With over 300 killed on Utah roads in 2022, UHP urges driving basics
SALT LAKE COUNTY, Utah — This new year, state troopers and safety advocates urge all of us to go back to the driving basics to save lives. More than 300 people died on Utah’s roads last year for the second year in a row.
Utah Highway Patrol believes small changes in our driving behaviors can make a big difference in safety. State troopers continue to see more aggressive and reckless driving. Safety advocates said everyone needs to commit to a culture of safety and get back to the basics to protect each other out on the road.
“Let’s be safe and cautious and courteous as we drive through the year of 2023,” Sgt. Brian Peterson with the Utah Highway Patrol said.
Driving basics begin with buckling seat belts every time, and following the speed limit. But Peterson said it takes more than that from drivers to improve overall safety.
Along with speeding, tailgating is one of the most obvious and persistent aggressive driving behaviors that leads to deadly crashes.
“The law says we should follow at a two second following distance; I don’t know anybody in Utah that does. So we need to increase that following distance. That’s one of the major causes to crashes that we see every single day.”
If the car in front of a motorist reacts to a hazard, they need time and space to adjust; If they’re tailgating, they cannot. Tailgating can also escalate into road rage.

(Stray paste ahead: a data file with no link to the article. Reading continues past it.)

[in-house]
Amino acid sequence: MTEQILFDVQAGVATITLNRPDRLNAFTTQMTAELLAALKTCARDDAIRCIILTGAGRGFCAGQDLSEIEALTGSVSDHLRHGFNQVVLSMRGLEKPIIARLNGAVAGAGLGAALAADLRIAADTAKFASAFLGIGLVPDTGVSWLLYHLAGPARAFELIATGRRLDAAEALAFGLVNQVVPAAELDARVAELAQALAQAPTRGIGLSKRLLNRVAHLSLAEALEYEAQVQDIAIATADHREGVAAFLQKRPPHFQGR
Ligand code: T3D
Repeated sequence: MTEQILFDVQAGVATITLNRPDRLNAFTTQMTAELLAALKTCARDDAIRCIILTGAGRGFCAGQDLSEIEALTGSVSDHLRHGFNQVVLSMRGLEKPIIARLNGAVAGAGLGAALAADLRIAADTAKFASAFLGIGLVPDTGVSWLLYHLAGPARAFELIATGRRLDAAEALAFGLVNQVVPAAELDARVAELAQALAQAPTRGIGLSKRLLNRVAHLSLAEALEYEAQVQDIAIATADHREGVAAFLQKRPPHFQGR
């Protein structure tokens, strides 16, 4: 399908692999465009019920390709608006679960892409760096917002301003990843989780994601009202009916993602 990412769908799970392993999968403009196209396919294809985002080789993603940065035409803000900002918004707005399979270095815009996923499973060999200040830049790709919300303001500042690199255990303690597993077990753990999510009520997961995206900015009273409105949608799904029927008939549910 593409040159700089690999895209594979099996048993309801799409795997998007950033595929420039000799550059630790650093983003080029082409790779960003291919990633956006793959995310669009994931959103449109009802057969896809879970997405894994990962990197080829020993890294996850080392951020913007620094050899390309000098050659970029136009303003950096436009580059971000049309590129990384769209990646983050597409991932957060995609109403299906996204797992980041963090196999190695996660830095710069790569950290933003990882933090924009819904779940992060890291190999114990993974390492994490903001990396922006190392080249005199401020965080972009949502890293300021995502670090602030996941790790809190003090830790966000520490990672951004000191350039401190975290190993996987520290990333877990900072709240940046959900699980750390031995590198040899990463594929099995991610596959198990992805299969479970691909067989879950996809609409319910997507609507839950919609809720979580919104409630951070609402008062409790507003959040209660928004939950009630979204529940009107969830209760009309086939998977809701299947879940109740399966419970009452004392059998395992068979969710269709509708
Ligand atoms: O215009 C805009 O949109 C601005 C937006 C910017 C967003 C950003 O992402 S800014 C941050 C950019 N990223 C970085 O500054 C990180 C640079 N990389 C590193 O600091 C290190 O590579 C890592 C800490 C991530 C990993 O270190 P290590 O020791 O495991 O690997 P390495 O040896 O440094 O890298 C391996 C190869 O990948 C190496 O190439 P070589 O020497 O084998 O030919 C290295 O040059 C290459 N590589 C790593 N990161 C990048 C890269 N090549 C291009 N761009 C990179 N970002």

“We’re really coming out of this New Year’s, begging and asking people to go back to the basics, and the fundamentals. Be courteous. Be kind,” Peterson said.
Courtesy and kindness are the cornerstones of safe driving.
“We all need to look at ourselves in the mirror and say, ‘What can we do to improve driving safety on our roads?’” John Gleason, UDOT Communications Director said.
When approaching an intersection or a school crossing, drivers should anticipate pedestrians, come to a complete stop, and be on the lookout, and not in such a hurry to roll through.
Be prepared to merge safely into traffic and to allow other vehicles to merge.
Always use blinkers before making a turn or changing lanes.
“So other cars around you know what your intention is. It allows them time to react, to slow down, to create a little bit more space for you to move in safely,” Peterson said.
Signal for two seconds, then move over one lane.
“Not just moving over three or four lanes at one time.“
Keeping cars properly maintained and serviced are also basic behaviors. Motorists need good tire treads, working windshield wipers, and a full tank of gas this time of year.
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